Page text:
The valleys, channels and deltas viewed from orbit have long been thought to be the work of water erosion, but it is Nasa's latest rover, Curiosity, that has provided the "ground truth".
Researchers report its observations of rounded pebbles on the floor of the Red Planet's 150km-wide Gale Crater.
Their smooth appearance is identical to gravels found in rivers on Earth.
Rock fragments that bounce along the bottom of a stream of water will have their edges knocked off, and when these pebbles finally come to rest they will often align in a characteristic overlapping fashion.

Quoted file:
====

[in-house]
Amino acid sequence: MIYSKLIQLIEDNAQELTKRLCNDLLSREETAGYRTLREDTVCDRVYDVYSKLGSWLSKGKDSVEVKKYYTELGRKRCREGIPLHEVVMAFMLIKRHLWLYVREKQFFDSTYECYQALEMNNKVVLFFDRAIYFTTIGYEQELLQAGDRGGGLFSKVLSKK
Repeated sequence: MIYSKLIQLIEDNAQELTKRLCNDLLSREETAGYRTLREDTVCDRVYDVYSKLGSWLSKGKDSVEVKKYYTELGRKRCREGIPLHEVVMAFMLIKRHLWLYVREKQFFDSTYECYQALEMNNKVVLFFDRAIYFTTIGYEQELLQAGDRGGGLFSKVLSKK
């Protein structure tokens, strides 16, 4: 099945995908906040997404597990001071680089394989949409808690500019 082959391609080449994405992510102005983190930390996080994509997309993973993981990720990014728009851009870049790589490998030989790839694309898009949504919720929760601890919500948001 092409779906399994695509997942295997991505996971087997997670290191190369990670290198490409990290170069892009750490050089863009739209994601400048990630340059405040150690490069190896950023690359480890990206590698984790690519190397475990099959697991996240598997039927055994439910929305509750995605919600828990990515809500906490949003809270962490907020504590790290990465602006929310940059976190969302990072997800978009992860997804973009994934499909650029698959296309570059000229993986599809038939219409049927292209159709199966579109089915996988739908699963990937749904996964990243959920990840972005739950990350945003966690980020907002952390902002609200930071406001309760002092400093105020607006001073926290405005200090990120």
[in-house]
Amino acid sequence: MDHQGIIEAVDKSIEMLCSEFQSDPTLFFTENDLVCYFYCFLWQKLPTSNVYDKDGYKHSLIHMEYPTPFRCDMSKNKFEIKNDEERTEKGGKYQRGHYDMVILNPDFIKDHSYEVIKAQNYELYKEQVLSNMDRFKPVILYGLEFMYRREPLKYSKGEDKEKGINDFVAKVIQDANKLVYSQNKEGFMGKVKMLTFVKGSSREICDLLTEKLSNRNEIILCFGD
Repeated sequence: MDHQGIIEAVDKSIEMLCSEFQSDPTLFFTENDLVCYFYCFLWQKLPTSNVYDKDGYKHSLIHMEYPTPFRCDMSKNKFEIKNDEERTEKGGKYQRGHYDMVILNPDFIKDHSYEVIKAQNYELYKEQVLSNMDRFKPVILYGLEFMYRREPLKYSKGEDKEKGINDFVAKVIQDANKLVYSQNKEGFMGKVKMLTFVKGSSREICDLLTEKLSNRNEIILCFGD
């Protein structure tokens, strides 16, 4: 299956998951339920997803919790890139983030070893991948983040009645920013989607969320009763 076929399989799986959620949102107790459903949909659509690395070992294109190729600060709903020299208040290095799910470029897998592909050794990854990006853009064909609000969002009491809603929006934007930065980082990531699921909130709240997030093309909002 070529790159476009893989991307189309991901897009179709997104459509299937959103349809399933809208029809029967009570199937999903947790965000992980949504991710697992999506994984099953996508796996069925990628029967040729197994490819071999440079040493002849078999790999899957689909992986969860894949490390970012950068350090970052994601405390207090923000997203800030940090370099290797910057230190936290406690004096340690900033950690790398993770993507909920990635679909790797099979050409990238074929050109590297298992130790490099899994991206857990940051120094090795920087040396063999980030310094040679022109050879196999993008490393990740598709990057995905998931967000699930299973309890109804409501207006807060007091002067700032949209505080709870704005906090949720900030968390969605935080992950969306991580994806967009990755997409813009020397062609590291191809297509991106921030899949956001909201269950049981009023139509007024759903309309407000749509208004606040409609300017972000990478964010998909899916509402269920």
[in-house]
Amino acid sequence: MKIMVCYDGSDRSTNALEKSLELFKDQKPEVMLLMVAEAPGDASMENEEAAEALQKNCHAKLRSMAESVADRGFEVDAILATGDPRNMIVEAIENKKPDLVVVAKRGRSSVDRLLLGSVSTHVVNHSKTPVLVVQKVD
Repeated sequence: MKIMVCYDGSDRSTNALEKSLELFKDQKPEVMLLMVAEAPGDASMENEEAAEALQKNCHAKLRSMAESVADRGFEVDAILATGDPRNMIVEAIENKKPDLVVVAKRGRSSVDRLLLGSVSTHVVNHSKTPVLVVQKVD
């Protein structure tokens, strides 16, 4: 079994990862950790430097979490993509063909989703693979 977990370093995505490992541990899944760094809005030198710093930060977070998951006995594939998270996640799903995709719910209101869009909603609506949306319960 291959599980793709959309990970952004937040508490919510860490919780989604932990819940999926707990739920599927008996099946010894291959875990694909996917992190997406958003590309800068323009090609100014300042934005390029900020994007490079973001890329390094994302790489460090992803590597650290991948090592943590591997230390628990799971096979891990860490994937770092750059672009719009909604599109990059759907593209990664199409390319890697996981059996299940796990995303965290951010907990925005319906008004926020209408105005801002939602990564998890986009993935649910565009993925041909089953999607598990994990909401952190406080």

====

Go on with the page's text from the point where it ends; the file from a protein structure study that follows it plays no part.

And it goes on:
Curiosity has pictured these features in a number of rock outcrops at the base of Gale Crater.
It is confirmation that water has played its part in sculpting not only this huge equatorial bowl but by implication many of the other landforms seen on the planet.
Using its Chemcam remote-sensing laser, the rover was able to detect feldspar in the lighter toned clasts.Feldspar is a common mineral on Earth that weathers quickly in the presence of water.
This suggests past conditions were not overly wet and that the pebbles were carried only a relatively short distance - probably no more than 10-15km. This fits with satellite observations of what appears to be a nearby network of old rivers or streams spreading away from the mouth of a channel that cuts through the northern rim of Gale Crater.
Via Dr. Stefan Gruenwald